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Heat Loss from a Buried Pipe | Stagnant/No Flow Condition

Heat Loss from a Buried Pipe | Stagnant/No Flow Condition

Heat Loss from a Buried Pipe | Stagnant/No Flow Condition

(OP)
I have a transient pipe model (internal flow of water inside the pipe) that can calculate the water temperature distribution through the pipe length over time (solving convection-diffusion equation with heat sink).

This pipe model considers the heat transfer (as loss from the water to the surrounding ground) at turbulent and laminar flow conditions (using Gnielinski correlation, and Mills correlation to obtain the water thermal resistance, respectively).

My Question: How can I calculate the water thermal resistance when there is no flow condition?

“In life, the truest guide is science” – Mustafa Kemal Atatürk

RE: Heat Loss from a Buried Pipe | Stagnant/No Flow Condition

Is the heat sink at constant temperature or is it increasing in temperature when water is cooling down?

RE: Heat Loss from a Buried Pipe | Stagnant/No Flow Condition

Like IRstuff recommended, why not just input the lowest possible velocity your model will accept (ideally 0).

Also, what are you trying to actually determine. To get the average temperature of the water that isn't flowing, is a very basic heat transfer/resistance calculation that you wouldn't need a model for.

RE: Heat Loss from a Buried Pipe | Stagnant/No Flow Condition

At zero flow, internal htc will be purely by natural convection currents - see Perry Chem Engg Handbook for these correlations at the approximately limiting value of the Nusselt number under laminar flow - in the 7th edition, refer to page 5-15 table 5-4 which suggests the Nusselt number reaches a limiting value of 3.66 for long pipes.

RE: Heat Loss from a Buried Pipe | Stagnant/No Flow Condition

(OP)

Quote (IRstuff)

Is the model known to be invalid at zero velocity?

I didn't understand well enough your question but the model shall answer zero velocity condition. I model district heating piping network so there are conditions (at spring and summer) that the end-users do not consume heat so the water content in the end pipes becomes zero-velocity so my model has to handle such conditions. If your question is if Mills correlation for laminar flow condition can be used for zero-flow condition: I must say that I don't know.

Quote (chicopee)

Is the heat sink at constant temperature or is it increasing in temperature when water is cooling down?

I consider the layers of the pipe sections so for water volume the pipe wall material is the heat sink while solving pure-diffusion equation with heat sink (this time the heat sink for the pipe wall material is the insulation material). I solve the numerical models for each of the layers (water, pipe wall, insulation, casing). So, yes, the sink temperature increases with time when the water temperature is increased).

Quote (GT-EGR)

Like IRstuff recommended, why not just input the lowest possible velocity your model will accept (ideally 0).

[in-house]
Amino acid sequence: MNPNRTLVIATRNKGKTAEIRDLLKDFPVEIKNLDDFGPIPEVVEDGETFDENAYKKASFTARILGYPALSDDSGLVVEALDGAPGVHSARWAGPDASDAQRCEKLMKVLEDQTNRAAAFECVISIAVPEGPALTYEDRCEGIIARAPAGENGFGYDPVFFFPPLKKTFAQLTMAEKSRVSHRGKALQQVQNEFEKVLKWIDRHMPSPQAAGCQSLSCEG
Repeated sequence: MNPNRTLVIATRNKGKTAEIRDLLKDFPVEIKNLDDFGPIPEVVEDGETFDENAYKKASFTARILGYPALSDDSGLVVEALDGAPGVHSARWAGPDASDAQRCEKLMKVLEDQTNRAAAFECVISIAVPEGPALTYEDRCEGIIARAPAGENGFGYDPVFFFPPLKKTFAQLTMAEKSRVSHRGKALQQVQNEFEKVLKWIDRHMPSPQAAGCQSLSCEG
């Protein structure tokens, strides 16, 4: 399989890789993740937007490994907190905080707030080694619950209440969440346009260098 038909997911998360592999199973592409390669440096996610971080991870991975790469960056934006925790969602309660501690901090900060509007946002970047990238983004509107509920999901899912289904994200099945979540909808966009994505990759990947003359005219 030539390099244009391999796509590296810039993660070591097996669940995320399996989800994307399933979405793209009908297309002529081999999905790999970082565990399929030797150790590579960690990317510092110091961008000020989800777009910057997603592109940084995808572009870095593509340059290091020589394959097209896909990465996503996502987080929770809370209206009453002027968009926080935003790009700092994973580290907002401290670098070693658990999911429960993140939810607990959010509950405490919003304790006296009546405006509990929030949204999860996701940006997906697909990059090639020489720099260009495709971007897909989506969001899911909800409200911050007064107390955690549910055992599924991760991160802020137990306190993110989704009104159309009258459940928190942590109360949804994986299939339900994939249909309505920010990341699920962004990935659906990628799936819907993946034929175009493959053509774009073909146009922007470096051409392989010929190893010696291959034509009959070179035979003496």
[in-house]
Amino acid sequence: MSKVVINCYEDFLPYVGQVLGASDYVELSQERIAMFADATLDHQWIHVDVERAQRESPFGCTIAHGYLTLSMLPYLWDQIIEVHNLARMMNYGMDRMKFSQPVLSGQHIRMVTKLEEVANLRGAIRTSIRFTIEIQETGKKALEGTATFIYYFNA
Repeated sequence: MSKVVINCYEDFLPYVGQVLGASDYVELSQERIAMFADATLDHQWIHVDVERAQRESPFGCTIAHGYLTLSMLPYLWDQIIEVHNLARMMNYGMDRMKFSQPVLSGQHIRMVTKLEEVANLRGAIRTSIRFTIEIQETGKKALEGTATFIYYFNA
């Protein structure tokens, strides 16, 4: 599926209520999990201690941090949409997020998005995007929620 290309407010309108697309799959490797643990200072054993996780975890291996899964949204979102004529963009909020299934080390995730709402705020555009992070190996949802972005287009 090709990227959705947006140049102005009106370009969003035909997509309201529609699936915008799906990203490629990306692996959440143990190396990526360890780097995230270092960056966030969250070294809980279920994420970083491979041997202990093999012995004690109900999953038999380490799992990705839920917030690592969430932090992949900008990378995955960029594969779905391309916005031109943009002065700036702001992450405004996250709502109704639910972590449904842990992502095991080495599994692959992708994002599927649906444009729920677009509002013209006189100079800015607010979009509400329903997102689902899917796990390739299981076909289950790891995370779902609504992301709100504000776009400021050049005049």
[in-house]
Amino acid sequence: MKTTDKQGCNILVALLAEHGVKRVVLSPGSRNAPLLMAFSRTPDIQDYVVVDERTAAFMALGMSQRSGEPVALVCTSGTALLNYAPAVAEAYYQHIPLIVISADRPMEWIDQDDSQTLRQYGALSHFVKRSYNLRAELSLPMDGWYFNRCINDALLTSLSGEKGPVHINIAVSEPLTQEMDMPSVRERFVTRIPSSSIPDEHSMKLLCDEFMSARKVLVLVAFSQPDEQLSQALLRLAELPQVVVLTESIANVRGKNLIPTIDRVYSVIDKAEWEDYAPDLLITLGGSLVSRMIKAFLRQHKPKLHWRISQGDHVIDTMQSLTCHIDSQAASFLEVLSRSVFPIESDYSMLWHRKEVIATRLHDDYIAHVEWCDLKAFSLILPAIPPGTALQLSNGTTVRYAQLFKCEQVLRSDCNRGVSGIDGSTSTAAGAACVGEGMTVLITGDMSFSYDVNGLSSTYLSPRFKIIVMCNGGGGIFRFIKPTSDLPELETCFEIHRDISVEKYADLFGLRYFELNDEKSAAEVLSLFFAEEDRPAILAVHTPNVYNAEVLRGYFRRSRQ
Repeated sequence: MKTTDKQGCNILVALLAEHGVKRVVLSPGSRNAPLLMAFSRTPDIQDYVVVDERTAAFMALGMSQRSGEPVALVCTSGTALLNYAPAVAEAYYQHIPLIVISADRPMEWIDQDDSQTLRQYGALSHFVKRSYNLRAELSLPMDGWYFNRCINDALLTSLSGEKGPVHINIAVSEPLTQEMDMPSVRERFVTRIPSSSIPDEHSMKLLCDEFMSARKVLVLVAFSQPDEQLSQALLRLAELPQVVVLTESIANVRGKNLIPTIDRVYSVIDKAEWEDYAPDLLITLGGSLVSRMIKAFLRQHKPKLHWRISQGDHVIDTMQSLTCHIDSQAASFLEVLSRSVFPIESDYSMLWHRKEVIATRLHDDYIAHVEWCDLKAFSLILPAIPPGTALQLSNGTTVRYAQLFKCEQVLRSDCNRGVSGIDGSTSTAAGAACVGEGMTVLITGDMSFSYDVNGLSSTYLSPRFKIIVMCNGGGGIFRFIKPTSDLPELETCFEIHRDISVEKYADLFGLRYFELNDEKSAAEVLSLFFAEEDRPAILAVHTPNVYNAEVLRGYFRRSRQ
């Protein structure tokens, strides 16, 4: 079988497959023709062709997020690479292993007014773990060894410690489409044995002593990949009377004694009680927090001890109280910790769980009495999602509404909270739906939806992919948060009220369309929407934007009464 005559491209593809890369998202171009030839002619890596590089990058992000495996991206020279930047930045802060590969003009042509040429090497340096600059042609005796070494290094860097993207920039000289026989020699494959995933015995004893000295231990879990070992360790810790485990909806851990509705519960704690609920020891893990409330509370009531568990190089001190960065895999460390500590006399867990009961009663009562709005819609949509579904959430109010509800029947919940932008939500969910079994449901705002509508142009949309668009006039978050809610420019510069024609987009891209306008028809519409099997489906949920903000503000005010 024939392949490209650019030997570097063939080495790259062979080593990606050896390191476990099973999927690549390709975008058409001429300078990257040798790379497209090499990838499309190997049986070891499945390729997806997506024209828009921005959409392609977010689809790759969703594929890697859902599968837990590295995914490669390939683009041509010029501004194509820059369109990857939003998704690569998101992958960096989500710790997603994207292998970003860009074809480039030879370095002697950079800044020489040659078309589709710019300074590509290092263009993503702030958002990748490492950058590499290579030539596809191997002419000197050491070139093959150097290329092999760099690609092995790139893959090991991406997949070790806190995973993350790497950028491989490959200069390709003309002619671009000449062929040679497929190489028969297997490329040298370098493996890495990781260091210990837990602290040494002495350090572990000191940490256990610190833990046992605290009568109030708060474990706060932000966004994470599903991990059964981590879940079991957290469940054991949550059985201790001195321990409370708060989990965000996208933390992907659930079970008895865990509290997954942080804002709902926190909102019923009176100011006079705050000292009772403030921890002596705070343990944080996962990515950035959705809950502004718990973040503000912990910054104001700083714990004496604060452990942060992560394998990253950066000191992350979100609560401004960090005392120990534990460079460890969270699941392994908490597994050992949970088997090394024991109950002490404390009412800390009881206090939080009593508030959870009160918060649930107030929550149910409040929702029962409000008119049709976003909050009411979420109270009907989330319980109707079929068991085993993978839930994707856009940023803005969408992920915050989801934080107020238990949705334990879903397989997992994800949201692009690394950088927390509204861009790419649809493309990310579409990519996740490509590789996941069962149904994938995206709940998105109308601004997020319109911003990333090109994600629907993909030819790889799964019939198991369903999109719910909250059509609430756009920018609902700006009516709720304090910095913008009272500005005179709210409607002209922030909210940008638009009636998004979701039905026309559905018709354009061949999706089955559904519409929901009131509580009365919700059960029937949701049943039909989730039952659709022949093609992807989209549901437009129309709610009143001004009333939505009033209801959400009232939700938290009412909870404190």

Also, what are you trying to actually determine. To get the average temperature of the water that isn't flowing, is a very basic heat transfer/resistance calculation that you wouldn't need a model for.

It was my first attempt to just applying zero-flow (then Mills correlation was used to find the water-resistance as partial in the overall thermal resistance (water,steel,insulation,casing,ground). It works but the problem is that I have no idea what the water resistance is when at natural convection (at zero flow) exists. So I have doubt in the validity of the results obtained.

Quote (georgeverghese)

At zero flow, internal htc will be purely by natural convection currents - see Perry Chem Engg Handbook for these correlations at the approximately limiting value of the Nusselt number under laminar flow - in the 7th edition, refer to page 5-15 table 5-4 which suggests the Nusselt number reaches a limiting value of 3.66 for long pipes.

I don't have this handbook. But laminar flow?

“In life, the truest guide is science” – Mustafa Kemal Atatürk

RE: Heat Loss from a Buried Pipe | Stagnant/No Flow Condition

(OP)
I could find a correlation for completely filled horizontal cylinder at the book chapter by Martynenko OG, Khramtsov PP. Chapter 4 - Natural convection in enclosures. In: Free-Convective Heat Transfer. Springer. pp. 279-343.

“In life, the truest guide is science” – Mustafa Kemal Atatürk

RE: Heat Loss from a Buried Pipe | Stagnant/No Flow Condition

That is the closest I can find for this case. It appararently is valid for NGr as low as 0.10.

RE: Heat Loss from a Buried Pipe | Stagnant/No Flow Condition

Don't bother calculating, just use the established coefficient of conductive heat transfer for water thereby dismissing the effect of convection. Afterall you stated that there is no flow and I don't think that convection in the radial direction of the pipe will be significant unless you have a pipe diameter of several feet.

RE: Heat Loss from a Buried Pipe | Stagnant/No Flow Condition

Why not assume that the water temperature will equal the ground temperature after a small enough interval that no user will notice the difference? For certain thermal diffusion through the ground of varying air temperature will start to have a noticeable effect on the few degrees of temperature difference between the actual temp and the former assumption.

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